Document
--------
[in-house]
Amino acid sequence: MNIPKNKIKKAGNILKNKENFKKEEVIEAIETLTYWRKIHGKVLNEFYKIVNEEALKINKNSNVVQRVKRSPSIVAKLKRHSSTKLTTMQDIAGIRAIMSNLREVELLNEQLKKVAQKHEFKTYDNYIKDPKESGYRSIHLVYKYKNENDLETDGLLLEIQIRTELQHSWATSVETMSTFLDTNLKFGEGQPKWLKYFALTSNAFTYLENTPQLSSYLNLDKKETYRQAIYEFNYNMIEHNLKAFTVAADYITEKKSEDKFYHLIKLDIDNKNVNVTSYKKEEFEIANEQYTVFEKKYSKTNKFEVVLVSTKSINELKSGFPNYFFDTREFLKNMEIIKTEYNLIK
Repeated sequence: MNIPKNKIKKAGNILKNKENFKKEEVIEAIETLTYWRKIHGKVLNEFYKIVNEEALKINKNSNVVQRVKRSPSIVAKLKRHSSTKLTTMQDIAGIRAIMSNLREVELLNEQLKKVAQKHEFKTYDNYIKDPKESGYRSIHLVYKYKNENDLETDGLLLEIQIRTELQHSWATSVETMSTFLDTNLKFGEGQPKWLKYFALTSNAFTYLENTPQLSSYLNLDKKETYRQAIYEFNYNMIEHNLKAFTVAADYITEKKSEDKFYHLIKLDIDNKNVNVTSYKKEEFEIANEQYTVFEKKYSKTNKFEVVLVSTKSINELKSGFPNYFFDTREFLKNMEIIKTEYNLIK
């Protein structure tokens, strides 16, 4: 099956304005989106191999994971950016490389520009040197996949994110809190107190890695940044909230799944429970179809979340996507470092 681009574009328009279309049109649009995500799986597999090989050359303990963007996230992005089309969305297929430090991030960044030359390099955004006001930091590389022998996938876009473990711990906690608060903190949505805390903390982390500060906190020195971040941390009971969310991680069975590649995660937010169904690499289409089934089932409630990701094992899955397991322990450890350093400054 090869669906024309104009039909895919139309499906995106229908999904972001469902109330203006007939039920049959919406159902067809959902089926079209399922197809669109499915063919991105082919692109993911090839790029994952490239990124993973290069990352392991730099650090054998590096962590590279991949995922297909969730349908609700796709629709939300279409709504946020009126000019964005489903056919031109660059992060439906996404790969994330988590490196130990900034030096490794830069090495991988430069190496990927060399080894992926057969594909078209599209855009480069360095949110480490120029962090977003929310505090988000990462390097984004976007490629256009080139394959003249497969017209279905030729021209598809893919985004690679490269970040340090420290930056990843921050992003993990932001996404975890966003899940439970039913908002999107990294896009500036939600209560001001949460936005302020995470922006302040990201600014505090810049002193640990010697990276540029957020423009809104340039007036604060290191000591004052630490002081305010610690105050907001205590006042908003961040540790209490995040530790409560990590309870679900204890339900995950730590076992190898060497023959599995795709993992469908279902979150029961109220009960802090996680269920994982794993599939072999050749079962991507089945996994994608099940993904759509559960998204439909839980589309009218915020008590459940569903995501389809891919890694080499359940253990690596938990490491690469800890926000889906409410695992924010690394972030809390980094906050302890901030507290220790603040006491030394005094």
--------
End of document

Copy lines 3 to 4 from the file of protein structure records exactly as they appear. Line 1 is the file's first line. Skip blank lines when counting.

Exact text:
Repeated sequence: MNIPKNKIKKAGNILKNKENFKKEEVIEAIETLTYWRKIHGKVLNEFYKIVNEEALKINKNSNVVQRVKRSPSIVAKLKRHSSTKLTTMQDIAGIRAIMSNLREVELLNEQLKKVAQKHEFKTYDNYIKDPKESGYRSIHLVYKYKNENDLETDGLLLEIQIRTELQHSWATSVETMSTFLDTNLKFGEGQPKWLKYFALTSNAFTYLENTPQLSSYLNLDKKETYRQAIYEFNYNMIEHNLKAFTVAADYITEKKSEDKFYHLIKLDIDNKNVNVTSYKKEEFEIANEQYTVFEKKYSKTNKFEVVLVSTKSINELKSGFPNYFFDTREFLKNMEIIKTEYNLIK
């Protein structure tokens, strides 16, 4: 099956304005989106191999994971950016490389520009040197996949994110809190107190890695940044909230799944429970179809979340996507470092 681009574009328009279309049109649009995500799986597999090989050359303990963007996230992005089309969305297929430090991030960044030359390099955004006001930091590389022998996938876009473990711990906690608060903190949505805390903390982390500060906190020195971040941390009971969310991680069975590649995660937010169904690499289409089934089932409630990701094992899955397991322990450890350093400054 090869669906024309104009039909895919139309499906995106229908999904972001469902109330203006007939039920049959919406159902067809959902089926079209399922197809669109499915063919991105082919692109993911090839790029994952490239990124993973290069990352392991730099650090054998590096962590590279991949995922297909969730349908609700796709629709939300279409709504946020009126000019964005489903056919031109660059992060439906996404790969994330988590490196130990900034030096490794830069090495991988430069190496990927060399080894992926057969594909078209599209855009480069360095949110480490120029962090977003929310505090988000990462390097984004976007490629256009080139394959003249497969017209279905030729021209598809893919985004690679490269970040340090420290930056990843921050992003993990932001996404975890966003899940439970039913908002999107990294896009500036939600209560001001949460936005302020995470922006302040990201600014505090810049002193640990010697990276540029957020423009809104340039007036604060290191000591004052630490002081305010610690105050907001205590006042908003961040540790209490995040530790409560990590309870679900204890339900995950730590076992190898060497023959599995795709993992469908279902979150029961109220009960802090996680269920994982794993599939072999050749079962991507089945996994994608099940993904759509559960998204439909839980589309009218915020008590459940569903995501389809891919890694080499359940253990690596938990490491690469800890926000889906409410695992924010690394972030809390980094906050302890901030507290220790603040006491030394005094």